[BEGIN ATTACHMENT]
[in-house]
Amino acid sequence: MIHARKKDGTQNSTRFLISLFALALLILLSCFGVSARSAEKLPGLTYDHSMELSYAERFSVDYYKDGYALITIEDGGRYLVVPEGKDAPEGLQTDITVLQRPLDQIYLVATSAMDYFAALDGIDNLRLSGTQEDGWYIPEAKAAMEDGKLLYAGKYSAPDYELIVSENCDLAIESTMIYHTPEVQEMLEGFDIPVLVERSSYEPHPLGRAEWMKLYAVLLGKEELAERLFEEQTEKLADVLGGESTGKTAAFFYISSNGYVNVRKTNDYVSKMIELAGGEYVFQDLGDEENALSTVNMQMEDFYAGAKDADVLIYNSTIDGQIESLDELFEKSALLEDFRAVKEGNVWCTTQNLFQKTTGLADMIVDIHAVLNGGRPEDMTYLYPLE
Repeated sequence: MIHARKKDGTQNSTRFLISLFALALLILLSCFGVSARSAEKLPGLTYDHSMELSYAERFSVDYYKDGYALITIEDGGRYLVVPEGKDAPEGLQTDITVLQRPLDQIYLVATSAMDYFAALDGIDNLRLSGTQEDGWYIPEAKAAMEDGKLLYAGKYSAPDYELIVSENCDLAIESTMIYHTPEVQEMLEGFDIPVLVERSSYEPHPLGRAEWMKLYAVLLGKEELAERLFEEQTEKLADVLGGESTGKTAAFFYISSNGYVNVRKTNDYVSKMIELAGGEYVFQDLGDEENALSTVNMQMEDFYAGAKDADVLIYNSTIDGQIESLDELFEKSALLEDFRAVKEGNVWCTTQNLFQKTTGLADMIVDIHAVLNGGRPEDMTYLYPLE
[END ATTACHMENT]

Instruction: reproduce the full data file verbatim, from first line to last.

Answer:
[in-house]
Amino acid sequence: MIHARKKDGTQNSTRFLISLFALALLILLSCFGVSARSAEKLPGLTYDHSMELSYAERFSVDYYKDGYALITIEDGGRYLVVPEGKDAPEGLQTDITVLQRPLDQIYLVATSAMDYFAALDGIDNLRLSGTQEDGWYIPEAKAAMEDGKLLYAGKYSAPDYELIVSENCDLAIESTMIYHTPEVQEMLEGFDIPVLVERSSYEPHPLGRAEWMKLYAVLLGKEELAERLFEEQTEKLADVLGGESTGKTAAFFYISSNGYVNVRKTNDYVSKMIELAGGEYVFQDLGDEENALSTVNMQMEDFYAGAKDADVLIYNSTIDGQIESLDELFEKSALLEDFRAVKEGNVWCTTQNLFQKTTGLADMIVDIHAVLNGGRPEDMTYLYPLE
Repeated sequence: MIHARKKDGTQNSTRFLISLFALALLILLSCFGVSARSAEKLPGLTYDHSMELSYAERFSVDYYKDGYALITIEDGGRYLVVPEGKDAPEGLQTDITVLQRPLDQIYLVATSAMDYFAALDGIDNLRLSGTQEDGWYIPEAKAAMEDGKLLYAGKYSAPDYELIVSENCDLAIESTMIYHTPEVQEMLEGFDIPVLVERSSYEPHPLGRAEWMKLYAVLLGKEELAERLFEEQTEKLADVLGGESTGKTAAFFYISSNGYVNVRKTNDYVSKMIELAGGEYVFQDLGDEENALSTVNMQMEDFYAGAKDADVLIYNSTIDGQIESLDELFEKSALLEDFRAVKEGNVWCTTQNLFQKTTGLADMIVDIHAVLNGGRPEDMTYLYPLE